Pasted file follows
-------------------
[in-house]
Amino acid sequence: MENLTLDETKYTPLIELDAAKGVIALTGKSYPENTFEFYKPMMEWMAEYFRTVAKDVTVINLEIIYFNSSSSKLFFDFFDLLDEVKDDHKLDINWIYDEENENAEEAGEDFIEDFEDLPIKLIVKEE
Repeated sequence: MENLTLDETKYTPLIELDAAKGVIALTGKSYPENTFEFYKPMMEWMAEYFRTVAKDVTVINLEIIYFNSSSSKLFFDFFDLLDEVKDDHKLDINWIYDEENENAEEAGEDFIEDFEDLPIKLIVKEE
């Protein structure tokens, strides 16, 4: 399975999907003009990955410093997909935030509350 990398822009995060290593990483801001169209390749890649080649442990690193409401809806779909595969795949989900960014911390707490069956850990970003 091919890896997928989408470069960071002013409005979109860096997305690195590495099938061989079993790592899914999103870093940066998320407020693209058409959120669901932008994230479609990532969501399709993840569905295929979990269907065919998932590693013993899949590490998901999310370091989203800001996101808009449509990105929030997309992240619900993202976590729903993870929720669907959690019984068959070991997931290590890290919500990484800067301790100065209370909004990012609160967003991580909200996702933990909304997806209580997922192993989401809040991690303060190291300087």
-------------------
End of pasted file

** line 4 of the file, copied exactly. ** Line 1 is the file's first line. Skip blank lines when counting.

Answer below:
């Protein structure tokens, strides 16, 4: 399975999907003009990955410093997909935030509350 990398822009995060290593990483801001169209390749890649080649442990690193409401809806779909595969795949989900960014911390707490069956850990970003 091919890896997928989408470069960071002013409005979109860096997305690195590495099938061989079993790592899914999103870093940066998320407020693209058409959120669901932008994230479609990532969501399709993840569905295929979990269907065919998932590693013993899949590490998901999310370091989203800001996101808009449509990105929030997309992240619900993202976590729903993870929720669907959690019984068959070991997931290590890290919500990484800067301790100065209370909004990012609160967003991580909200996702933990909304997806209580997922192993989401809040991690303060190291300087």